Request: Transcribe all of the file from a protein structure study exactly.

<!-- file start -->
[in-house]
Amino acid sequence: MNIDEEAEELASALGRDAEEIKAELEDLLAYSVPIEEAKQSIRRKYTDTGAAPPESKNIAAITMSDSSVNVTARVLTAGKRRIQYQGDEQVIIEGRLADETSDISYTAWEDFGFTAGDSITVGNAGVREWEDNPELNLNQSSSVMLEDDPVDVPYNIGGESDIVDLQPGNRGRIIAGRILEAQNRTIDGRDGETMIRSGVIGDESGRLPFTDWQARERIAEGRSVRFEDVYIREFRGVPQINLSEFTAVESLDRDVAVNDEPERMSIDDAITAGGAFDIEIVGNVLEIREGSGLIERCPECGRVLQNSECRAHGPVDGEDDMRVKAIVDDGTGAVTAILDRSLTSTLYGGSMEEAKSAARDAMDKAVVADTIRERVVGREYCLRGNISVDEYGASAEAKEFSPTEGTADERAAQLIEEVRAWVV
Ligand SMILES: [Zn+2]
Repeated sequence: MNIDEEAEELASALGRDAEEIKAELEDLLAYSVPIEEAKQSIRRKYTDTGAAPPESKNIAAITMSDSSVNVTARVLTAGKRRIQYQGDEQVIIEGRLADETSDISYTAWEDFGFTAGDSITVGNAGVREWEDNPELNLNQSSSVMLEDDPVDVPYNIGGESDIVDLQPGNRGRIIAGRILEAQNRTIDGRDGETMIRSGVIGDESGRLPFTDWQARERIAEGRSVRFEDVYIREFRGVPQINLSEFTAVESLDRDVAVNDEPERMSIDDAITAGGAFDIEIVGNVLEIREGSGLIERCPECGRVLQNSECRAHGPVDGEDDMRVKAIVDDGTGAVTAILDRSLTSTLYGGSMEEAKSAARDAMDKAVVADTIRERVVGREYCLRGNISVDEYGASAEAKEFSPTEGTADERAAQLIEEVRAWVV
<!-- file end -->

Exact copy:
[in-house]
Amino acid sequence: MNIDEEAEELASALGRDAEEIKAELEDLLAYSVPIEEAKQSIRRKYTDTGAAPPESKNIAAITMSDSSVNVTARVLTAGKRRIQYQGDEQVIIEGRLADETSDISYTAWEDFGFTAGDSITVGNAGVREWEDNPELNLNQSSSVMLEDDPVDVPYNIGGESDIVDLQPGNRGRIIAGRILEAQNRTIDGRDGETMIRSGVIGDESGRLPFTDWQARERIAEGRSVRFEDVYIREFRGVPQINLSEFTAVESLDRDVAVNDEPERMSIDDAITAGGAFDIEIVGNVLEIREGSGLIERCPECGRVLQNSECRAHGPVDGEDDMRVKAIVDDGTGAVTAILDRSLTSTLYGGSMEEAKSAARDAMDKAVVADTIRERVVGREYCLRGNISVDEYGASAEAKEFSPTEGTADERAAQLIEEVRAWVV
Ligand SMILES: [Zn+2]
Repeated sequence: MNIDEEAEELASALGRDAEEIKAELEDLLAYSVPIEEAKQSIRRKYTDTGAAPPESKNIAAITMSDSSVNVTARVLTAGKRRIQYQGDEQVIIEGRLADETSDISYTAWEDFGFTAGDSITVGNAGVREWEDNPELNLNQSSSVMLEDDPVDVPYNIGGESDIVDLQPGNRGRIIAGRILEAQNRTIDGRDGETMIRSGVIGDESGRLPFTDWQARERIAEGRSVRFEDVYIREFRGVPQINLSEFTAVESLDRDVAVNDEPERMSIDDAITAGGAFDIEIVGNVLEIREGSGLIERCPECGRVLQNSECRAHGPVDGEDDMRVKAIVDDGTGAVTAILDRSLTSTLYGGSMEEAKSAARDAMDKAVVADTIRERVVGREYCLRGNISVDEYGASAEAKEFSPTEGTADERAAQLIEEVRAWVV